LATVIA (0-0-0-3, 0 points) vs. CZECH REPUBLIC (2-0-0-1, 6 points)
What to watch -- This is no classic No. 5 vs. No. 12 showdown. The Latvians have been outscored 19-4 in the preliminary round, but they played the Czechs tougher than either of their other two opponents. These teams met five days ago and the Czechs walked away with a 5-2 win. As a result, the Czechs not only garnered a valuable three points for seeding purposes, but also an appreciation for how dangerous this Latvian team can be, despite the fact it finished last among the 12-team field.
"Tomorrow we need to not take the other team lightly, they are good players," Czech goalie Tomas Vokoun said. "We need to be prepared to play our best game." With that being said, if the Czechs show up and bring the same type of game with which they opened the tournament with a win against Slovakia, this should be nothing more than a tune-up for Wednesday's quarterfinal with Finland.
Last game: Latvia lost to Slovakia, 6-0; Czech Republic was defeated by Russia, 4-2.
Latvia -- The Latvians know that the odds are long for them to earn their first victory of the tournament against the Czechs on Tuesday, but that won't stop them from trying.
"It's simple for us," goalie Edgars Masalskis said Monday. "We have to survive the first minute of the game and we have to survive the first period. There's no other math than that."
In order to survive, the Latvians will have to tighten up their defense, especially the penalty kill. Latvia has allowed 19 goals in three games and does not have the consistent firepower to erase a big lead.
"We have to play closer, and don't give them any space like we did in the first period," Philadelphia defenseman Oskars Bartulis said.
And, who knows? If the Latvians can keep this close into the final 20 minutes, maybe, just maybe, the Czechs begin to feel the pressure.
"Every team wants to win," Bartulis said. "The first three games we lost, but now we can change everything. That is what's interesting about this tournament."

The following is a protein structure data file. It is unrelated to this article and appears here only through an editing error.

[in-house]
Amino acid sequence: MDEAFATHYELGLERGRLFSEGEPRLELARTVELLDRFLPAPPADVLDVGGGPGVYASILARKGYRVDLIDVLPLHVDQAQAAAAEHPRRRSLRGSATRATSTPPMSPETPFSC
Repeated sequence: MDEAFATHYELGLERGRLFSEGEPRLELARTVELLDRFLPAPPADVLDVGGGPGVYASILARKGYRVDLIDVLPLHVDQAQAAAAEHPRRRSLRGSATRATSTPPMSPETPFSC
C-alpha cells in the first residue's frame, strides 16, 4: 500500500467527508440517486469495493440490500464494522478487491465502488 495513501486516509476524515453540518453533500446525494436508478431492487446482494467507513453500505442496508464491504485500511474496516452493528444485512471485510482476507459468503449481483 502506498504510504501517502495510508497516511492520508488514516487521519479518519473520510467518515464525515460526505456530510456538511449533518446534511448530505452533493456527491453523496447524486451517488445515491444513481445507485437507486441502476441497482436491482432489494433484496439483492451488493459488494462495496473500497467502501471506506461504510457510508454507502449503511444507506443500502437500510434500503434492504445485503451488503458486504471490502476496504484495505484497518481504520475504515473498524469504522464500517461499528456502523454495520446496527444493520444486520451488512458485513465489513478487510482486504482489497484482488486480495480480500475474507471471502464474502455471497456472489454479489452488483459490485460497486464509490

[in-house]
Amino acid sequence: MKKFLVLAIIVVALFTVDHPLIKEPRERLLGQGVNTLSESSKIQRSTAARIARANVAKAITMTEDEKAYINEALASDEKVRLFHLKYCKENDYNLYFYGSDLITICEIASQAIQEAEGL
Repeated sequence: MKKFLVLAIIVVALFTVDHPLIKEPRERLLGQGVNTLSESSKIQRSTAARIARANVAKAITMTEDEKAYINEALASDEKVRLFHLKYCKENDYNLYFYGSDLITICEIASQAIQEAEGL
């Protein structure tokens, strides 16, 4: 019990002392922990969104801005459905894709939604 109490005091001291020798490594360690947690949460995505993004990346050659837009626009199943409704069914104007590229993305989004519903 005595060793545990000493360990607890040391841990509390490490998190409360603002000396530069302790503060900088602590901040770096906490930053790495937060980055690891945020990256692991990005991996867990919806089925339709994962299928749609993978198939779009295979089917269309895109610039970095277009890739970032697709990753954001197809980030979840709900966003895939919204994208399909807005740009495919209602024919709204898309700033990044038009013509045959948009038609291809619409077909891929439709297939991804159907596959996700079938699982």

Czech Republic -- For the Czech Republic, this game is all about execution and working on the flaws that were exposed in Sunday's Group B loss to Russia that cost the Czechs a chance at the automatic bye into the quarterfinals granted to the group champion.
"Tomorrow we need to not take the other team lightly, they are good players," said Tomas Vokoun, the Czech goalie. "We need to be prepared to play our best game."
There are three things the Czechs would like to work on in this game: generating a more efficient power play, playing a more controlled game in its own zone and showing some better finishing skill around the opposition's net.
"This playoff game is different from any other game and we changed the lines a little bit," Czech coach Vladimir Ruzicka said. "There are some changes in the offense. We've changed several players on the right side."
Total NHL players in game: Latvia: 2. Czech Republic: 16.
Puck Drop -- Nothing is a given and the Czech know that they can't get caught looking ahead to a matchup against the Finns in Wednesday's quarterfinal. To do so could have disastrous results.
"This is a team (Latvia) that has nothing to lose," Ruzicka said. "They will work hard and they are brave."
With that said, the Czechs would have to complete a colossal meltdown to fall to the bottom-seeded team and hope not to fall into too many bad habits if the game turns into the blowout that many believe it will become.
NHL.com predicts: Latvia has neither the defensive depth, nor the goaltending quality to have a true hope of springing the upset. They have been outscored by an average of more than five goals in its three preliminary games and the Czechs will become the latest team to get healthy at the expense of Latvia. A 6-1 scoreline should restore the Czech confidence in time for the quarterfinals.